Standard deviation

  • Thread starter squenshl
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  • #1
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Main Question or Discussion Point

Consider the Uniform distribution (continuous) U(-1,1) which has p.d.f. f(x) = 1/2 for -1 < x < 1 and 0 otherwise.

I have calculated the Fourier transform using the characteristic function and got fhat(epsilon)= sin(epsilon)/epsilon

How do I calculate the standard deviation of this distribution using both the Fourier transform and the definition. I know that the standard deviation is 1/sqrt(3) but how do I get this using whats above.
 

Answers and Replies

  • #2
mathman
Science Advisor
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The simplest method is to calculate the integral of x2 with respect to the density function you are given (=1/3). Since the mean = 0, the variance = 1/3 and the standard deviation = 1/√3. You could expand fhat into a power series and the coefficient of the x2 term gives the second moment (there may be a factor here).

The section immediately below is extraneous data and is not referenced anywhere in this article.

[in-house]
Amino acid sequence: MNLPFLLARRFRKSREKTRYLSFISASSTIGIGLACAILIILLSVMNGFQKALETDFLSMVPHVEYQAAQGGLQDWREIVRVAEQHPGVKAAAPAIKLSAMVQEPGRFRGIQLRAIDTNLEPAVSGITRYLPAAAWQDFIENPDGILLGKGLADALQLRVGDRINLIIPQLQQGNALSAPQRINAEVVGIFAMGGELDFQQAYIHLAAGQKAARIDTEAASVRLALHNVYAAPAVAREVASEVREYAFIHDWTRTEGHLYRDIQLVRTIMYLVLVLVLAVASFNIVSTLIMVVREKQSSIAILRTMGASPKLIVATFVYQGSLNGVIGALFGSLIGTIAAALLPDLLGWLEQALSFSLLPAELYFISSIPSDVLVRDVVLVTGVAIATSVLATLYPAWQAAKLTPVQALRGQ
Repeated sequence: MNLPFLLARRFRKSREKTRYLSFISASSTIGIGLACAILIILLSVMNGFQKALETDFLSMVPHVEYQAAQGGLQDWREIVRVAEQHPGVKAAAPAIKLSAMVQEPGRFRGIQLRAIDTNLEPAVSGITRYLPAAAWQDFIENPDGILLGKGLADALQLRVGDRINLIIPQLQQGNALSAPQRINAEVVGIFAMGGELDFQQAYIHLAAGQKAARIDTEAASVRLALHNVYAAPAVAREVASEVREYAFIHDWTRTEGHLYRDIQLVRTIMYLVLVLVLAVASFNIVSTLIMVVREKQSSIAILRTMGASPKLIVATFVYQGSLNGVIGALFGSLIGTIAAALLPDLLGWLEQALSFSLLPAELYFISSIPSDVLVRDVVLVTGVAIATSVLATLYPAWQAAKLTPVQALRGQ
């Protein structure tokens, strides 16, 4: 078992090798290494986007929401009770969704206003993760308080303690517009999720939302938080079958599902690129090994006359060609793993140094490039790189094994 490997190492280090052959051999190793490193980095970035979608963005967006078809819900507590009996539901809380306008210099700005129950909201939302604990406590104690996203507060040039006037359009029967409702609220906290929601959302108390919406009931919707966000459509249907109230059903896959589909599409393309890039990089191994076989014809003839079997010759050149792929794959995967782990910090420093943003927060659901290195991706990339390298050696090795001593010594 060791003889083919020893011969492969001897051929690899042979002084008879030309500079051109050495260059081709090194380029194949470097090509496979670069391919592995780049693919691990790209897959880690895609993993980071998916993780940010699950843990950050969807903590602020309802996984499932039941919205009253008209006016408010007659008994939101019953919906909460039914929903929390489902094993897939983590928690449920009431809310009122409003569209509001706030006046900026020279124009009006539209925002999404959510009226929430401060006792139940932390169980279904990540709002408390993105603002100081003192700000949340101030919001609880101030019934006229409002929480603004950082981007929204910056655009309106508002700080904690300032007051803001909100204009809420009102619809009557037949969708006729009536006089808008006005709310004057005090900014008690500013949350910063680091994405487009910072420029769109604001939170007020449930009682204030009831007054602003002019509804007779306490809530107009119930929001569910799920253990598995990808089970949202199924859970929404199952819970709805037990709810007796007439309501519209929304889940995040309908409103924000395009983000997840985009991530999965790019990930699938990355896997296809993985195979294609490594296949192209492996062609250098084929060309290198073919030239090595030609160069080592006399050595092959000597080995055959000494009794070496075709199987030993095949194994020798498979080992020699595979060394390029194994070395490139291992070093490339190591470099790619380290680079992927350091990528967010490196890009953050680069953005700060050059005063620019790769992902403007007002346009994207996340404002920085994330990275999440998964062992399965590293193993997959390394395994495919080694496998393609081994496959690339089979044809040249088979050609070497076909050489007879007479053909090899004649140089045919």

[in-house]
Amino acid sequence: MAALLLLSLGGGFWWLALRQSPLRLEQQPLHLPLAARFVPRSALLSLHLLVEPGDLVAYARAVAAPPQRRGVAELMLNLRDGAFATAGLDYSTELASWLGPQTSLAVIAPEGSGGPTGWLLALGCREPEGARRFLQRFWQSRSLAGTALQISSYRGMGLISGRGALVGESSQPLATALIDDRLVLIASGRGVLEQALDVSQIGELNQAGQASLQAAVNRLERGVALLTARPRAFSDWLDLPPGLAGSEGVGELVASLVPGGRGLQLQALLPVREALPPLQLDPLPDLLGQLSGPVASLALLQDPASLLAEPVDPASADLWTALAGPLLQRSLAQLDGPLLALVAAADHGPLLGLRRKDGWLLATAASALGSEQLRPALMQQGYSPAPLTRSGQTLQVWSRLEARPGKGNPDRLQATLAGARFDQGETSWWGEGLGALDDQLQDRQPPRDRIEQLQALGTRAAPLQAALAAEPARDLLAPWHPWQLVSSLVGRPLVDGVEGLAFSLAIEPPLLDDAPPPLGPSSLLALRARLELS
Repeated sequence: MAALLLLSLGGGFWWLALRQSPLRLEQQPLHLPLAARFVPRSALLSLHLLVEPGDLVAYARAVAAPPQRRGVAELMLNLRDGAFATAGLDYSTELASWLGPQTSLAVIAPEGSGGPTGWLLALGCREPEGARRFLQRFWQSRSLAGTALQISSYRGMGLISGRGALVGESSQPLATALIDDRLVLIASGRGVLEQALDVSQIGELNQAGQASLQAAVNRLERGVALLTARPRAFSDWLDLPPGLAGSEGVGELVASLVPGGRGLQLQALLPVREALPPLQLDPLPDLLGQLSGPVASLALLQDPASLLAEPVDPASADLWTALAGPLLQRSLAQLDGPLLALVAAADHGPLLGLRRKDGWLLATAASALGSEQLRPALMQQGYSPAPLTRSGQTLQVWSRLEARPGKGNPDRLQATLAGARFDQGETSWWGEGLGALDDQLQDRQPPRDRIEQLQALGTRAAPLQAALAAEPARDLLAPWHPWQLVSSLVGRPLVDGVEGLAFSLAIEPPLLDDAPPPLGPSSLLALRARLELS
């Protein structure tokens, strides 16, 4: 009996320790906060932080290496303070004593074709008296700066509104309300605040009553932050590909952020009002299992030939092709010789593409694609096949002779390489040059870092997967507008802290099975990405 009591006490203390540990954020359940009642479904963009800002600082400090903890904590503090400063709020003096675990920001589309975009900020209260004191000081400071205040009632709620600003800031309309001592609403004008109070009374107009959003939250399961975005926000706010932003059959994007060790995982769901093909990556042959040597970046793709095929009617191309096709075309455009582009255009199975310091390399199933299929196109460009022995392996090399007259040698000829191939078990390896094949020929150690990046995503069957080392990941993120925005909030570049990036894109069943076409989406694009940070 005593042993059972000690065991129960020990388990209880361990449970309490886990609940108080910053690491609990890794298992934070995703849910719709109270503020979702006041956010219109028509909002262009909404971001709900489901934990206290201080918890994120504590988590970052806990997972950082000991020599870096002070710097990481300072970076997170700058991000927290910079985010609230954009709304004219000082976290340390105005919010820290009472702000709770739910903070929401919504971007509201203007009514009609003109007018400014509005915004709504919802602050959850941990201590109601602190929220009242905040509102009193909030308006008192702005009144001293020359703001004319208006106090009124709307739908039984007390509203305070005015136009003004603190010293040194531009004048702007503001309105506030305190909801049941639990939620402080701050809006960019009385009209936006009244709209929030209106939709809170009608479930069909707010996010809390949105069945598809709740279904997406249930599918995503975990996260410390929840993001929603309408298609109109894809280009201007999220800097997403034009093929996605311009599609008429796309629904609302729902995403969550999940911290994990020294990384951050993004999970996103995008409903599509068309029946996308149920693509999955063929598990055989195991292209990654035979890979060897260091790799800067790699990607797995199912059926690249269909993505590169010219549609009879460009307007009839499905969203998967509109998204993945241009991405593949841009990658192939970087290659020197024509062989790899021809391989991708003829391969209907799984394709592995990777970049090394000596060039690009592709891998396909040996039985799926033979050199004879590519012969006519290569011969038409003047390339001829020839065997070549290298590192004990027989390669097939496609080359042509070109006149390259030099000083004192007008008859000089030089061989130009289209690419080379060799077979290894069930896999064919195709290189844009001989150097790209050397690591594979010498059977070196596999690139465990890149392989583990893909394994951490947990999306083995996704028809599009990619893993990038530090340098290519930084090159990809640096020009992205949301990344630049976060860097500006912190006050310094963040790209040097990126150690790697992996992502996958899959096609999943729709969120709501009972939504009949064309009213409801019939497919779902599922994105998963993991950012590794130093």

• #3
525
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By definition fhat(t)=E[exp(itX)] so if you expand exp(itX) in a Taylor series you'll get an expression for the moments in terms of the Taylor series of fhat.
 

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